Greek Comedy

  • Created by: Benlhunt
  • Created on: 18-06-16 16:08

Greek Plays - Aristophanes' 'theatre of the absurd'

Old Comedy - Has a message (often conveyed in the parabasis) reinforced throughout the play that calls the Greeks to arms - Clouds to combat scourge of sophistry and Lysistrata a call for peace and pan-Hellenic unity.

Suggestion that plays were performed to up to 30,000 Greeks - likely a fallacy as the Dionysian theatre could hold only half of that 

Male audience primarily, and address was directed towards them primarily 


Context Points

Advocate for pan-hellenic unity and general Greek peace in Lysistrata

-reminds of Persian enemy

- Unity of Athens + Sparta at the end - put an end to the Peloponesian war 

Idea of Fantasy in his plays

Lysistrata is a comedy for example, but there are some obvious inconsistencies: 

- Men didn't rely on wives for sex, they used prostitutes and slaves too 

- Women complain men are all at war - then  they wouldn't be complaining in Athens

- Idea of Lampito + other foreign women travelling to enemy territory is absurd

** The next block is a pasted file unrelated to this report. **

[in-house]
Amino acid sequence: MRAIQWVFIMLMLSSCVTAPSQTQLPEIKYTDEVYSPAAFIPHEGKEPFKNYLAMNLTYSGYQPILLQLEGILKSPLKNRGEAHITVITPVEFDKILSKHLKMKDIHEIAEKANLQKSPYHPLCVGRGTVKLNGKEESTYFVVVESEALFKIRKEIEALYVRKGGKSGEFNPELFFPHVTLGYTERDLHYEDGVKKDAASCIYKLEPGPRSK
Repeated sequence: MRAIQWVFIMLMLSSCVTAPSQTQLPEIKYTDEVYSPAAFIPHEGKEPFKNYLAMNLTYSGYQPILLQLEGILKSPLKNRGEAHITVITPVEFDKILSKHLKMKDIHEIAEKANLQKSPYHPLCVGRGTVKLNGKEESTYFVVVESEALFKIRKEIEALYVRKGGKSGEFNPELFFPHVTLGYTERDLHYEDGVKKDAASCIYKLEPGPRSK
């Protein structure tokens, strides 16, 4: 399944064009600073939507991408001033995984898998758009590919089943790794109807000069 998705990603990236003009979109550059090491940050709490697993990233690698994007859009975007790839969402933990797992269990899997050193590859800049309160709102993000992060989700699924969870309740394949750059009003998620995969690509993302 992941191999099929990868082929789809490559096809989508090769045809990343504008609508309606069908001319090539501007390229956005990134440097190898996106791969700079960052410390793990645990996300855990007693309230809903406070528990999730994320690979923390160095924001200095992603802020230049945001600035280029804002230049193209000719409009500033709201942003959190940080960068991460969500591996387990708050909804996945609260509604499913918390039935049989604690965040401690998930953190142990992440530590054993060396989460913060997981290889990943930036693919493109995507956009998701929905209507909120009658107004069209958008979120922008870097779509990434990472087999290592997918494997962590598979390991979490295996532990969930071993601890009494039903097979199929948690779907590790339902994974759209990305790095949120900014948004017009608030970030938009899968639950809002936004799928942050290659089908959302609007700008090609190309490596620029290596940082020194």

Character Analysis of Lysistrata  

- Aware of women's failings: complains when late, and says all women do is 'shag, calve, and dispose of' (have sex, give birth and get rid of the baby)

- Shows contempt for politicians - 'Peisander and all those other office seekers keep stirring up trouble to get more opportunities for stealing public funds'

- Idea that men make political blunders

Intelligent - uses women's resources - (sex) to get what she wants 

Manipulation: example shown as she arouses Cinesias even before he has seen his wife

Good speaker - demonstrated in argument with magistrate 

- she subverts the traditional (household) depiction of women: Argues they can untangle foreign affairs, woolworking metaphor  

- they should take over state finances as they have always maintained household finances

- She is concerned…


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